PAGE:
Even more useful in terms of long-term stewardship, is that this report also provides a picture of the state of English orchards at the county level - allowing comparisons of the condition of traditional orchards to be made between any of the 51 counties included in the research. The study has also attempted to gather information from orchard owners throughout the country resulting in the collection of 764 orchard owner questionnaires providing valuable insights at a local level.Anita Burrough, PTES Orchard Officer,
who led the project team, says:
“We are proud to have completed this important inventory which for the first time gives
us a true picture of the state of traditional orchards. The mosaic of habitats that
comprise a traditional orchard provide food and shelter for at least 1,800 species of
wildlife, including the rare noble chafer beetle which relies on the decaying wood of old
fruit trees. With this loss of habitat, we also face losing rare English fruit varieties,
traditions, customs and knowledge, in addition to the genetic diversity represented by
the hundreds of species that are associated with traditional orchards”.
Dr Peter Brotherton, Head of Biodiversity for Natural England, said: “Traditional orchards
can be biodiversity hot spots, but without proper protection and sensitive management,
they can easily slip into decline. Up until now, many of these biodiversity goldmines
were quietly deteriorating in forgotten corners of the countryside, becoming overgrown
or being lost altogether. This research has enabled us to pin point their precise location,
allowing conservationists to work with local communities and landowners in helping to
keep these special sites buzzing with wildlife”.
Characteristically traditional orchards consist of a low density of trees set in seminatural, mainly herbaceous, vegetation. They are cultivated using low-intensity methods such as the absence of pesticides and the use of grazing animals instead of machines for mowing. This important habitat is becoming rare as we rely increasingly on imports to provide cheap fruit throughout the year. This has left the traditional orchard habitat, an intrinsic feature of the English countryside, at risk from neglect, intensification of agriculture and pressure from land development.
The value of this vital inventory is demonstrated by the range of practical ways in which
it will be used including:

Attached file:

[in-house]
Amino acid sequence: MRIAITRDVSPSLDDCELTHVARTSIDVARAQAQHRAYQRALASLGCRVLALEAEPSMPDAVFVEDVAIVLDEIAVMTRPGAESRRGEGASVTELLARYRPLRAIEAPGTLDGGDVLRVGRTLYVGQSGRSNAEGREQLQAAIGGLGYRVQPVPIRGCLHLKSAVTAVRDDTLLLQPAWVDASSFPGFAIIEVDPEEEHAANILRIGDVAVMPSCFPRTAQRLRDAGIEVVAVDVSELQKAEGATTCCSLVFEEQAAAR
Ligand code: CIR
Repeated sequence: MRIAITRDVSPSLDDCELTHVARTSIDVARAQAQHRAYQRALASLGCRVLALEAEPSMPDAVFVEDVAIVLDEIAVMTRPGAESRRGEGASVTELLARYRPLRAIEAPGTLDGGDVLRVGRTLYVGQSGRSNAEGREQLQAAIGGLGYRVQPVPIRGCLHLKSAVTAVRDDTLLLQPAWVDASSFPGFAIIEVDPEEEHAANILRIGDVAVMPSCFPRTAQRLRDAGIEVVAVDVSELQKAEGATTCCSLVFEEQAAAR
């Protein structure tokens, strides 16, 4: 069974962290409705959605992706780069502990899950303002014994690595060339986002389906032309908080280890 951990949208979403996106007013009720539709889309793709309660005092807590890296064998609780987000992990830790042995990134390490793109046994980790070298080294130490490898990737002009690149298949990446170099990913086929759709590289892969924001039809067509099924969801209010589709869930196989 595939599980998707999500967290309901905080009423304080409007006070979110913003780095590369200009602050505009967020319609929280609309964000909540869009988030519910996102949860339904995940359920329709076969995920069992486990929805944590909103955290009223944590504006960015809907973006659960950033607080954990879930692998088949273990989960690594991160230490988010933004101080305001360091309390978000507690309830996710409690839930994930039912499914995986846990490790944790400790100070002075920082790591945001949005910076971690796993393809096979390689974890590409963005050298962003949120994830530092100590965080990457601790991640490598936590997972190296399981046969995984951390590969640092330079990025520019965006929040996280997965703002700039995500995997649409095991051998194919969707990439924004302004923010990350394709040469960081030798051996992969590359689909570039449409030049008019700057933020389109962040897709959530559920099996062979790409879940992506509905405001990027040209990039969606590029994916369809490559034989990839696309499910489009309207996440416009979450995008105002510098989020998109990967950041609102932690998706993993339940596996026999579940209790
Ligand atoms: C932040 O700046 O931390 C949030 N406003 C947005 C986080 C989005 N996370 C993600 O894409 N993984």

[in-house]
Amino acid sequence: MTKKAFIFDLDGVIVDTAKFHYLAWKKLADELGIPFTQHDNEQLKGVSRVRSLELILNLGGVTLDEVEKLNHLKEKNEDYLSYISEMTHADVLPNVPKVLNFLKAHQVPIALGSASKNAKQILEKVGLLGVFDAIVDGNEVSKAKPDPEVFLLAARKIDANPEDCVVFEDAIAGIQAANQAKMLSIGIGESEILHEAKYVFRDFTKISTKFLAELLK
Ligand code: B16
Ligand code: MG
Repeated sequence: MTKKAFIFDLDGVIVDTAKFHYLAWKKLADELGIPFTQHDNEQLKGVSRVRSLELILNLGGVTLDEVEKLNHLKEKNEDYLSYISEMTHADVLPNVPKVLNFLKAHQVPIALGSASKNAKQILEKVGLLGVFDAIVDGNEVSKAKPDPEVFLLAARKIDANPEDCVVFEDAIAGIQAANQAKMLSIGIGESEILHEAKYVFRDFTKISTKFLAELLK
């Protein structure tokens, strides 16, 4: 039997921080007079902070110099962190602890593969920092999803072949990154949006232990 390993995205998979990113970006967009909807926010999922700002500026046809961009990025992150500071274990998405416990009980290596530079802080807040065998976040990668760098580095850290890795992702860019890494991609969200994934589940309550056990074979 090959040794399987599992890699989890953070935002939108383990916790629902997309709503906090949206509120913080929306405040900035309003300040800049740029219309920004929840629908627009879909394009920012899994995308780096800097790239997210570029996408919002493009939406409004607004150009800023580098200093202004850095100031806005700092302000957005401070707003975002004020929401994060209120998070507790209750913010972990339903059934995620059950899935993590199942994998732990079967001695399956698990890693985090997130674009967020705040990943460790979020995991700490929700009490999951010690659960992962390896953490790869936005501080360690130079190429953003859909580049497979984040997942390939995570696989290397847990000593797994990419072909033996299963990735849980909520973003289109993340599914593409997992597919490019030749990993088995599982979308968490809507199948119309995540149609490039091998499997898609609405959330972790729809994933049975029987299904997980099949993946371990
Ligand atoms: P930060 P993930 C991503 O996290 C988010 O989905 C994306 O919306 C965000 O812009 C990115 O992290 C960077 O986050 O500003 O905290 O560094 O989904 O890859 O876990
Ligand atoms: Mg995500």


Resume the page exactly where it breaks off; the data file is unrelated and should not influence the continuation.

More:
Habitat restoration and creation
Identifying orchards in local planning policies and development control
Integrating habitat information and species distribution to support conservation
Working in partnership with orchard owners to provide advice and practical
Targeting Environmental Stewardship scheme options for management of
The survey revealed that around 2831.55 hectares of England’s traditional orchards are currently within Environmental Stewardship schemes. Plans are underway to extend this study to Wales depending on the announcement of further funding.
- Ends -
For more information, to arrange interviews, or obtain images
please call Jane Bevan or Susannah Penn at Firebird PR on 01235 835297/ 07977 459 547
Notes for Editors
· Individual results for the 51 counties surveyed in this inventory are available including
· A UK Traditional Orchards Habitat Action Plan Group has been set up and work is underway
on developing the Action Plan. Natural England and the National Trust are leading this early
work, with the support of the People’s Trust for Endangered Species and other organisations
such as Common Ground, the Ancient Tree Forum, the Royal Society for the Protection of
Birds and the other UK statutory conservation agencies. This UK HAP Group has
recognised that producing an inventory of traditional orchards is a very high priority.FootnoteThe Gloucestershire Orchard Group
has been instrumental in assisting with these orchard surveys and outreach in Gloucestershire. For a survey form please contact PTES or the Gloucestershire Orchard Group. Leaflets are also available from either, entitled: Traditional Orchards - a guide to wildlife and managementNoble Chafer Fact File